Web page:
MATERIALS AND METHODS
Animal selection and management: This study on crossbred (Holstein x Zebu) cows (n = 448) was conducted at randomly selected smallholder dairy farms (n = 30) at Chittagong district in Bangladesh. The cows were examined during a six-month period from July to December 2010 covering summer and winter season. The cows were generally kept in an intensive management system. The cows were housed in tie-stall barns and mainly fed on rice straw, concentrates and cut-and carry grasses. Total feeds and forages were given in two splits per day. Average milk yield was 4000 L per lactation of about 300 days. Routine deworming against round worms and liver flukes was in practice. The cows were vaccinated routinely against foot-and-mouth disease, anthrax and hemorrhagic septicemia. The cows were housed almost 24 h in their rearing sheds having the facilities of natural ventilation. All cows were milked by hand twice daily at an interval of 8-10 h and were suckled approximately for 4 h daily. The nutritional status of the cows was determined by scoring the body conditions of the cows using 1 to 5 scales with 0.5 increments (Ferguson et al., 1994).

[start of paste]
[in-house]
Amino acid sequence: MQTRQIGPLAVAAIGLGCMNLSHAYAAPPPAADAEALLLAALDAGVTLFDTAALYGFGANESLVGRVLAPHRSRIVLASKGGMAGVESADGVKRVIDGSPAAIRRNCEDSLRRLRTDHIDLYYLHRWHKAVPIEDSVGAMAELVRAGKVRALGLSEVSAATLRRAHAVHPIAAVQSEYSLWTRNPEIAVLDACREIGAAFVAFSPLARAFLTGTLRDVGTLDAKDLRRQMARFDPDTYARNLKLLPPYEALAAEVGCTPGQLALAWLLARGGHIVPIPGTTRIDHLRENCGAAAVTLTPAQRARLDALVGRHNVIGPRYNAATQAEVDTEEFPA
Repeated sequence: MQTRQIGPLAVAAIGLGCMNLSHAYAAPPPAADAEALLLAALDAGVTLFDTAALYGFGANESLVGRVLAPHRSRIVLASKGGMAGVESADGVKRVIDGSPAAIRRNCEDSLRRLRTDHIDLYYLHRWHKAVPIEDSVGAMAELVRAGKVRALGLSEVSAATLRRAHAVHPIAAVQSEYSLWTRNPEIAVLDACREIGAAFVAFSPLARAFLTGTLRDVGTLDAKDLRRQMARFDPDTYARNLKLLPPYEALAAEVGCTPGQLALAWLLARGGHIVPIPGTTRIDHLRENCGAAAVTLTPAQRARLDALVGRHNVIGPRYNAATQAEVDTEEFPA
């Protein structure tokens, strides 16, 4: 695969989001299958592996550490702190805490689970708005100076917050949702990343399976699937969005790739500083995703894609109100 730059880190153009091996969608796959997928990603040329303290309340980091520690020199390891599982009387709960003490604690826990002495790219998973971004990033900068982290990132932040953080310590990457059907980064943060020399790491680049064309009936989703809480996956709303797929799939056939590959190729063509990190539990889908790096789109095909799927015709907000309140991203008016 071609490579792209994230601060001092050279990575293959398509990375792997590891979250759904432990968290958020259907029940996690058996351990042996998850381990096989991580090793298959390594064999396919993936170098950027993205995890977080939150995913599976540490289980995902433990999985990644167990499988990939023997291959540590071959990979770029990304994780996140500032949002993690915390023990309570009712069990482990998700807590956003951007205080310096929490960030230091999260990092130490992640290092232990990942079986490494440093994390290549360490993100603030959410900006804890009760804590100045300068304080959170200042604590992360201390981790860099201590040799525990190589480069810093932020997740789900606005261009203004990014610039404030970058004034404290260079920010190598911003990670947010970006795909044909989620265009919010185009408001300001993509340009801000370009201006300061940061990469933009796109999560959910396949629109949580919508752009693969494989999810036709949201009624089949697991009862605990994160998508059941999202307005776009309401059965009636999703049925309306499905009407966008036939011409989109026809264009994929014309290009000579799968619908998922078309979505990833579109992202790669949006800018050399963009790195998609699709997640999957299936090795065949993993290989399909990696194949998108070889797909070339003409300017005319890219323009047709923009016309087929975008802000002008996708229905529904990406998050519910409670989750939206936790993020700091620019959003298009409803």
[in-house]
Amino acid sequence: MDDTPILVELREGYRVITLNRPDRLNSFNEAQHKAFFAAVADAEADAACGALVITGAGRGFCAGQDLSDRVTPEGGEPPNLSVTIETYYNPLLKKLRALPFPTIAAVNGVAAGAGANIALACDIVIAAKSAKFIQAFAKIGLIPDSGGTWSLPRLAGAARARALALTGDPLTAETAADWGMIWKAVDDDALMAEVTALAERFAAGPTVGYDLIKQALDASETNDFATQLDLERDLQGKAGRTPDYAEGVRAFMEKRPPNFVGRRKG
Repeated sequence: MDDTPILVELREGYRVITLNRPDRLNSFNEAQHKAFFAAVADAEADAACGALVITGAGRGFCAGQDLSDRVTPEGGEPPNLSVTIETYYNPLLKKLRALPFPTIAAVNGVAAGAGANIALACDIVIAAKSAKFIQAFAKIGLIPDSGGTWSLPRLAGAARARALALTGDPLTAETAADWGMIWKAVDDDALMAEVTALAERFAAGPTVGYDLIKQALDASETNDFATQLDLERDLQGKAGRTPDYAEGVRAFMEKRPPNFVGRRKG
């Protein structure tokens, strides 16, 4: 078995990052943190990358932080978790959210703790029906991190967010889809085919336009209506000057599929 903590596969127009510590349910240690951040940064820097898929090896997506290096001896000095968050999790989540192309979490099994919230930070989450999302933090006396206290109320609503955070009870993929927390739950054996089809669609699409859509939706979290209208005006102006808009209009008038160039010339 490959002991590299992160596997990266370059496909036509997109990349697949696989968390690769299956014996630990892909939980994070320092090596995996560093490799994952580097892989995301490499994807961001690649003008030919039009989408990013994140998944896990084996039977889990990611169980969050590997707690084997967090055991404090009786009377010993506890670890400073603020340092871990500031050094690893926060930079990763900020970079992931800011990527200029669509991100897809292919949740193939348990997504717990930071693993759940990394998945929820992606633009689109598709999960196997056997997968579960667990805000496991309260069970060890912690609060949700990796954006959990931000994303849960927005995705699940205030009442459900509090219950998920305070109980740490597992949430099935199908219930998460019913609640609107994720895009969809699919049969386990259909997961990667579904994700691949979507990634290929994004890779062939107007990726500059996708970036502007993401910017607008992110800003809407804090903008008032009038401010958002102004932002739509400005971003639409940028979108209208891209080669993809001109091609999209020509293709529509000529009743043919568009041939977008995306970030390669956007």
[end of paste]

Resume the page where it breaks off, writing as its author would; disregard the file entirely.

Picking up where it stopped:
Clinical examinations: Cows that did not show any visible signs of estrus at = 60 day postpartum were examined by a real-time B-mode transrectal ultrasonography (Pharvision Micro V10®, Esaote Pie Medical, USA) twice in a 10-day interval. After adequate restraining, the scanner was placed at a sensible distance from the cow on the side opposite to the operators arm engaged in rectal palpation. The transducer face was lubricated with a suitable coupling medium (Ultrasonic Gel® for Medical use-250 mg) and was usually covered by a lubricated plastic sleeve before insertion. The transducer was then progressed cranially along the rectal floor to overlie the reproductive tract. Cows were considered as silent estrous if a CL was found on at least one of the ovaries at either of the two examinations. Cows having two small ovaries without a CL at both examinations and without any abnormal finding in uterus were grouped into the true anoestrus category. Presence of follicular or luteal structures at least 2 cm in diameter on both examinations were interpreted as cystic ovaries. Presence of purulent material in uterus with a CL in either of the ovary was diagnosed as uterine infections.